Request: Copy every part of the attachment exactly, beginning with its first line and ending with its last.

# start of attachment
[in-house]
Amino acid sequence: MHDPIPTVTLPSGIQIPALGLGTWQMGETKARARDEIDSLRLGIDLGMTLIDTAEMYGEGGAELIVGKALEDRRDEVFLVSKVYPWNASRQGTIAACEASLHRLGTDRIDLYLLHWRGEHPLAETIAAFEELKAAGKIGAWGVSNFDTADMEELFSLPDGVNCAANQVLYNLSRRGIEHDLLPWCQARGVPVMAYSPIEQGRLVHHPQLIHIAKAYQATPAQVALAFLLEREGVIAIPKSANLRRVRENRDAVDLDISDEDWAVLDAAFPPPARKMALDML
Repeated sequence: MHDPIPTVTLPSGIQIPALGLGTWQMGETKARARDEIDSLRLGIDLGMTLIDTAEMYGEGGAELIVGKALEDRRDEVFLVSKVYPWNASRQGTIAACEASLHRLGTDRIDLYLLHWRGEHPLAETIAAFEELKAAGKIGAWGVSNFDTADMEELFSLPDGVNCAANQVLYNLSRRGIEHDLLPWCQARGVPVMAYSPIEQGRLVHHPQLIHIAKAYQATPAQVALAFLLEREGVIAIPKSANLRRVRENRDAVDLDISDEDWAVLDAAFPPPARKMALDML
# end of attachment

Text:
[in-house]
Amino acid sequence: MHDPIPTVTLPSGIQIPALGLGTWQMGETKARARDEIDSLRLGIDLGMTLIDTAEMYGEGGAELIVGKALEDRRDEVFLVSKVYPWNASRQGTIAACEASLHRLGTDRIDLYLLHWRGEHPLAETIAAFEELKAAGKIGAWGVSNFDTADMEELFSLPDGVNCAANQVLYNLSRRGIEHDLLPWCQARGVPVMAYSPIEQGRLVHHPQLIHIAKAYQATPAQVALAFLLEREGVIAIPKSANLRRVRENRDAVDLDISDEDWAVLDAAFPPPARKMALDML
Repeated sequence: MHDPIPTVTLPSGIQIPALGLGTWQMGETKARARDEIDSLRLGIDLGMTLIDTAEMYGEGGAELIVGKALEDRRDEVFLVSKVYPWNASRQGTIAACEASLHRLGTDRIDLYLLHWRGEHPLAETIAAFEELKAAGKIGAWGVSNFDTADMEELFSLPDGVNCAANQVLYNLSRRGIEHDLLPWCQARGVPVMAYSPIEQGRLVHHPQLIHIAKAYQATPAQVALAFLLEREGVIAIPKSANLRRVRENRDAVDLDISDEDWAVLDAAFPPPARKMALDML